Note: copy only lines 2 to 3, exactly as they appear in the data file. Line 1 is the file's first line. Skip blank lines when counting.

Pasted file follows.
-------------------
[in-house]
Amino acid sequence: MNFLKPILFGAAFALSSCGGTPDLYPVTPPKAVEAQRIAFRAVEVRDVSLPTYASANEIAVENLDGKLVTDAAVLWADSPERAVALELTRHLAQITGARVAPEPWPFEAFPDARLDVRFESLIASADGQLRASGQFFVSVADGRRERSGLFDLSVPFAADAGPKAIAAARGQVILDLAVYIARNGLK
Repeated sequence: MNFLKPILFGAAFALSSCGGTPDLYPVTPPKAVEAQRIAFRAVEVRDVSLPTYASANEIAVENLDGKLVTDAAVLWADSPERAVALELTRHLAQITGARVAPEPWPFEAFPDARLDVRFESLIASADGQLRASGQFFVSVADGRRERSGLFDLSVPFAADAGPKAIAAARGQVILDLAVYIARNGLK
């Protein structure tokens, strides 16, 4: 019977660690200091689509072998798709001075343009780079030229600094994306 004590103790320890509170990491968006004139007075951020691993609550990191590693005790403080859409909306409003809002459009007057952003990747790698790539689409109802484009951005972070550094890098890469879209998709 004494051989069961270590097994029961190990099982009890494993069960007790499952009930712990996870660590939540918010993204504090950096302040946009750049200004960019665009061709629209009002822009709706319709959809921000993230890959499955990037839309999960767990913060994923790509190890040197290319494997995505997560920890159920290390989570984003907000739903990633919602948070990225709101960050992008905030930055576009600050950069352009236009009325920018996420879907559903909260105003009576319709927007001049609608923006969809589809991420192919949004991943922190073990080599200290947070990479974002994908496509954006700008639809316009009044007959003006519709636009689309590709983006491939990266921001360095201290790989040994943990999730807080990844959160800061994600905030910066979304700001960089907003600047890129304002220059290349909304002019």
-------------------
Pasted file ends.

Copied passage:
Amino acid sequence: MNFLKPILFGAAFALSSCGGTPDLYPVTPPKAVEAQRIAFRAVEVRDVSLPTYASANEIAVENLDGKLVTDAAVLWADSPERAVALELTRHLAQITGARVAPEPWPFEAFPDARLDVRFESLIASADGQLRASGQFFVSVADGRRERSGLFDLSVPFAADAGPKAIAAARGQVILDLAVYIARNGLK
Repeated sequence: MNFLKPILFGAAFALSSCGGTPDLYPVTPPKAVEAQRIAFRAVEVRDVSLPTYASANEIAVENLDGKLVTDAAVLWADSPERAVALELTRHLAQITGARVAPEPWPFEAFPDARLDVRFESLIASADGQLRASGQFFVSVADGRRERSGLFDLSVPFAADAGPKAIAAARGQVILDLAVYIARNGLK